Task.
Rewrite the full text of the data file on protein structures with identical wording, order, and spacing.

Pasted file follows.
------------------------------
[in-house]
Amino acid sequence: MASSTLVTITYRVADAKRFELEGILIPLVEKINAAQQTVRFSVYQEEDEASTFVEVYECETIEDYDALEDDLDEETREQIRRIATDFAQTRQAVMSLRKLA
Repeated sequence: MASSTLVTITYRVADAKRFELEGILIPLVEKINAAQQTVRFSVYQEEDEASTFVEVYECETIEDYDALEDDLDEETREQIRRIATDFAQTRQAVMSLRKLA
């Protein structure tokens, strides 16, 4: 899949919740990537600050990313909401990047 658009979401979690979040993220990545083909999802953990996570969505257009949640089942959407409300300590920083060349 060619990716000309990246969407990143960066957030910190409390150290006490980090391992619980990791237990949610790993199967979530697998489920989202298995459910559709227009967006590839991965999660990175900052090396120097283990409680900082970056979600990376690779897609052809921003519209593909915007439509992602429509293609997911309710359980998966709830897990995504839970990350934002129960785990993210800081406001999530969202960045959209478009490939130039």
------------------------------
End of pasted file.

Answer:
[in-house]
Amino acid sequence: MASSTLVTITYRVADAKRFELEGILIPLVEKINAAQQTVRFSVYQEEDEASTFVEVYECETIEDYDALEDDLDEETREQIRRIATDFAQTRQAVMSLRKLA
Repeated sequence: MASSTLVTITYRVADAKRFELEGILIPLVEKINAAQQTVRFSVYQEEDEASTFVEVYECETIEDYDALEDDLDEETREQIRRIATDFAQTRQAVMSLRKLA
């Protein structure tokens, strides 16, 4: 899949919740990537600050990313909401990047 658009979401979690979040993220990545083909999802953990996570969505257009949640089942959407409300300590920083060349 060619990716000309990246969407990143960066957030910190409390150290006490980090391992619980990791237990949610790993199967979530697998489920989202298995459910559709227009967006590839991965999660990175900052090396120097283990409680900082970056979600990376690779897609052809921003519209593909915007439509992602429509293609997911309710359980998966709830897990995504839970990350934002129960785990993210800081406001999530969202960045959209478009490939130039």